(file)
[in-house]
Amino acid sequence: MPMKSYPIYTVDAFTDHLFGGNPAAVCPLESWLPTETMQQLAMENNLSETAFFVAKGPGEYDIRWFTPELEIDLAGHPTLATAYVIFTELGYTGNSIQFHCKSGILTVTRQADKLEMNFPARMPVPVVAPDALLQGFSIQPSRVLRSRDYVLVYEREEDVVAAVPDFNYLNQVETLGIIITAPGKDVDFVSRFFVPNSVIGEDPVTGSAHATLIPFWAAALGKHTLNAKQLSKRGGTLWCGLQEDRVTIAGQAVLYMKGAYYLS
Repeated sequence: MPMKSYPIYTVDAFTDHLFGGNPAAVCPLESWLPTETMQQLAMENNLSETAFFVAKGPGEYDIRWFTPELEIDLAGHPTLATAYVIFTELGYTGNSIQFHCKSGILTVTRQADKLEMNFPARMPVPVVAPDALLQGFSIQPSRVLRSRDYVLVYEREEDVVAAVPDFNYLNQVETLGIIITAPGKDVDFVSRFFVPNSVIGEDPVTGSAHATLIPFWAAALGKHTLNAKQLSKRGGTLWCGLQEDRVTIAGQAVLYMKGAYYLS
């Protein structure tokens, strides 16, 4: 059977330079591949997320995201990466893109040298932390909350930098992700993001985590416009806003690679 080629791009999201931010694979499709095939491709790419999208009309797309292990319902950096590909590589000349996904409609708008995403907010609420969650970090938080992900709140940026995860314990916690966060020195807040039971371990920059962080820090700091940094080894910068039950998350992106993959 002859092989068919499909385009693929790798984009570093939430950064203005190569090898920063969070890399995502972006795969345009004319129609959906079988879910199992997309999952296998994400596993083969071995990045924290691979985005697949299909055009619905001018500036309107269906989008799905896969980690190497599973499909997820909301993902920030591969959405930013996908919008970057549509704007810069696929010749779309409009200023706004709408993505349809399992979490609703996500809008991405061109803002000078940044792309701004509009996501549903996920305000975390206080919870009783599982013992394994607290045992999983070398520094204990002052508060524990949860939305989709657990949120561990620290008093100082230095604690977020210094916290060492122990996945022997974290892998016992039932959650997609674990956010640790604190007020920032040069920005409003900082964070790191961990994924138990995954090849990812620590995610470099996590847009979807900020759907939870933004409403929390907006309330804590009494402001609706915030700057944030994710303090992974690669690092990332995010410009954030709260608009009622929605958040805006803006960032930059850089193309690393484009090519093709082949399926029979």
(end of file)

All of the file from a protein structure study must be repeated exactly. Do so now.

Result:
[in-house]
Amino acid sequence: MPMKSYPIYTVDAFTDHLFGGNPAAVCPLESWLPTETMQQLAMENNLSETAFFVAKGPGEYDIRWFTPELEIDLAGHPTLATAYVIFTELGYTGNSIQFHCKSGILTVTRQADKLEMNFPARMPVPVVAPDALLQGFSIQPSRVLRSRDYVLVYEREEDVVAAVPDFNYLNQVETLGIIITAPGKDVDFVSRFFVPNSVIGEDPVTGSAHATLIPFWAAALGKHTLNAKQLSKRGGTLWCGLQEDRVTIAGQAVLYMKGAYYLS
Repeated sequence: MPMKSYPIYTVDAFTDHLFGGNPAAVCPLESWLPTETMQQLAMENNLSETAFFVAKGPGEYDIRWFTPELEIDLAGHPTLATAYVIFTELGYTGNSIQFHCKSGILTVTRQADKLEMNFPARMPVPVVAPDALLQGFSIQPSRVLRSRDYVLVYEREEDVVAAVPDFNYLNQVETLGIIITAPGKDVDFVSRFFVPNSVIGEDPVTGSAHATLIPFWAAALGKHTLNAKQLSKRGGTLWCGLQEDRVTIAGQAVLYMKGAYYLS
């Protein structure tokens, strides 16, 4: 059977330079591949997320995201990466893109040298932390909350930098992700993001985590416009806003690679 080629791009999201931010694979499709095939491709790419999208009309797309292990319902950096590909590589000349996904409609708008995403907010609420969650970090938080992900709140940026995860314990916690966060020195807040039971371990920059962080820090700091940094080894910068039950998350992106993959 002859092989068919499909385009693929790798984009570093939430950064203005190569090898920063969070890399995502972006795969345009004319129609959906079988879910199992997309999952296998994400596993083969071995990045924290691979985005697949299909055009619905001018500036309107269906989008799905896969980690190497599973499909997820909301993902920030591969959405930013996908919008970057549509704007810069696929010749779309409009200023706004709408993505349809399992979490609703996500809008991405061109803002000078940044792309701004509009996501549903996920305000975390206080919870009783599982013992394994607290045992999983070398520094204990002052508060524990949860939305989709657990949120561990620290008093100082230095604690977020210094916290060492122990996945022997974290892998016992039932959650997609674990956010640790604190007020920032040069920005409003900082964070790191961990994924138990995954090849990812620590995610470099996590847009979807900020759907939870933004409403929390907006309330804590009494402001609706915030700057944030994710303090992974690669690092990332995010410009954030709260608009009622929605958040805006803006960032930059850089193309690393484009090519093709082949399926029979």